Using the fact that (a special case of the polylogarithm function)

We have that

This is our second estimator for the ratio of infectious to mitotic spread, *R*_{2}, from the occupancy class model.

The proportion of infected cells that are singletons is estimated using DivE, and the number of infected cells in the body is estimated from each patients proviral load as described in [10].

## Results

### HTLV-1 clonal diversity estimates

We estimated HTLV-1 clonal diversity (the number of unique clones) in 11 subjects with non-malignant HTLV-1 infection, either asymptomatic carriers or those with HAM/TSP. These estimates were obtained by measuring diversity in the nine blood samples per person (three at each of three time points) and then applying our recently developed method of estimating clonal diversity by extrapolation from the sample to the whole body [10] [Table 1].

We tested our assumption that the number of clones is at equilibrium in the chronic phase of infection, where HTLV-1 proviral load is at equilibrium. We used linear regression to estimate the net change per day in the observed and estimated number of clones. This net change was 0.01 (95% CI -0.07 – 0.09) clones per day (i.e. 1 clone every 100 days) and -2.50 (−5.94 – 0.93) clones per day in the observed and estimated number of clones respectively; in each case the confidence interval spans zero. Further, using a two-tailed binomial test, we found little evidence that this change was significantly different from zero (p = 1 for observed and p = 0.07 for estimated). We therefore make the approximation that HTLV-1 clonal diversity remains unchanged in the chronic phase of infection, after the proviral load has reached steady state.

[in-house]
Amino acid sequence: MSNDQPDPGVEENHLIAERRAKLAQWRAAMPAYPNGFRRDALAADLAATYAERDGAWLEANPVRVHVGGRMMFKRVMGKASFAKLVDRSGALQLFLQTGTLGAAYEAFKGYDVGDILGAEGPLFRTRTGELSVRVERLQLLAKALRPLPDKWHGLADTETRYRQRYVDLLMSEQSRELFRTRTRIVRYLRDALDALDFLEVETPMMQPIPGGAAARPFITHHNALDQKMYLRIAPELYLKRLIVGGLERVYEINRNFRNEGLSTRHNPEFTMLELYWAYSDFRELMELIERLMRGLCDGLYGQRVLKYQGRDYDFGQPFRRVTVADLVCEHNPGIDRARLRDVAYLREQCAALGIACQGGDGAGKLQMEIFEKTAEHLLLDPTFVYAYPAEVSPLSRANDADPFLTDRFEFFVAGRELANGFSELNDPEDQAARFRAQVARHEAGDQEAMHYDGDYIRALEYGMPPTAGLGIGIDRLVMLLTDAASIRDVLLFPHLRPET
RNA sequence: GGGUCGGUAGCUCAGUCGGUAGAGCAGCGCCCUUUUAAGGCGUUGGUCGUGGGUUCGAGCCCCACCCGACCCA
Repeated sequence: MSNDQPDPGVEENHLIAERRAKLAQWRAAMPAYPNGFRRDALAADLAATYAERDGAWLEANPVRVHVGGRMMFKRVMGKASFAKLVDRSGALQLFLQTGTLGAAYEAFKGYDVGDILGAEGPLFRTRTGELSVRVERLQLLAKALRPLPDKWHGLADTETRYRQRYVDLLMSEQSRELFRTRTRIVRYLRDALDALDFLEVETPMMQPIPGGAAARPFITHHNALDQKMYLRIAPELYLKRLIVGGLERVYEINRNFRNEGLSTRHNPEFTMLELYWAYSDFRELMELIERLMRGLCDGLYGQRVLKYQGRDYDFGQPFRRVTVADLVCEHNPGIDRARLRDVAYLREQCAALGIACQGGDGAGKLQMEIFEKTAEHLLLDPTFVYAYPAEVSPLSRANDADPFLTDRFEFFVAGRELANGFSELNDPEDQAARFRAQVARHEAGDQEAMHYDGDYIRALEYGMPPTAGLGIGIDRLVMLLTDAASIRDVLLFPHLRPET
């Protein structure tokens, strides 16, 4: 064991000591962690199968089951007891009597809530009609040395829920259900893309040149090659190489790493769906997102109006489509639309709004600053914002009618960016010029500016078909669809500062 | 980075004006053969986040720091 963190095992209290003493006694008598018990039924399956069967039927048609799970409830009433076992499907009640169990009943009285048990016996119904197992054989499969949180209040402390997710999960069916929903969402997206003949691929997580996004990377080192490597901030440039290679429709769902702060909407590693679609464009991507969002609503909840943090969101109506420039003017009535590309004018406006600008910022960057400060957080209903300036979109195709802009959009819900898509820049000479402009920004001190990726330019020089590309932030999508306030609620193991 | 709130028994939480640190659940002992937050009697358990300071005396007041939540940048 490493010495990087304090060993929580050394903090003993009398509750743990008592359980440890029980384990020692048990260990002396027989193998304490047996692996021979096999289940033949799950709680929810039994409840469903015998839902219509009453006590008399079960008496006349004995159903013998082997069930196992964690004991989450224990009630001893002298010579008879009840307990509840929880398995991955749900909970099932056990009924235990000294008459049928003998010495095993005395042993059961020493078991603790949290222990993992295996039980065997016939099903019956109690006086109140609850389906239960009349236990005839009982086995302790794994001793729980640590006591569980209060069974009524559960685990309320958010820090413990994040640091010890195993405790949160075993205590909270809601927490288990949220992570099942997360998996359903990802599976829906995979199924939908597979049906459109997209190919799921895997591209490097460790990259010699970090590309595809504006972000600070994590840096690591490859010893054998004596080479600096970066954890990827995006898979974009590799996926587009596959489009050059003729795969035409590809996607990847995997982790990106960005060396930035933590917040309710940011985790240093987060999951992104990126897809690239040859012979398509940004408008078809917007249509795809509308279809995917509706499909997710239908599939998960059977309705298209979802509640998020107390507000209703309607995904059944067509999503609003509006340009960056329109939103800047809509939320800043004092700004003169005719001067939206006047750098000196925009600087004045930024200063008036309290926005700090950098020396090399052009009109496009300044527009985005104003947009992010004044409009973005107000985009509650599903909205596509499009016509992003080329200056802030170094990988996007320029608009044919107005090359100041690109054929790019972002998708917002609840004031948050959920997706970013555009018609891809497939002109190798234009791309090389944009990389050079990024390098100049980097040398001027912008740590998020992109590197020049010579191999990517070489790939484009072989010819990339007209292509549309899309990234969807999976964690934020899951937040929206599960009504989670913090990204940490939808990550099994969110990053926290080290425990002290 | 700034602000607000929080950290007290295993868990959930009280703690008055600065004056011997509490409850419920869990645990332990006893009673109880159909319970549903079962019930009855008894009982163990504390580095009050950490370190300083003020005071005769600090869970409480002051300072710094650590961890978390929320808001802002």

### Modelling approach 1: Full simulation hybrid model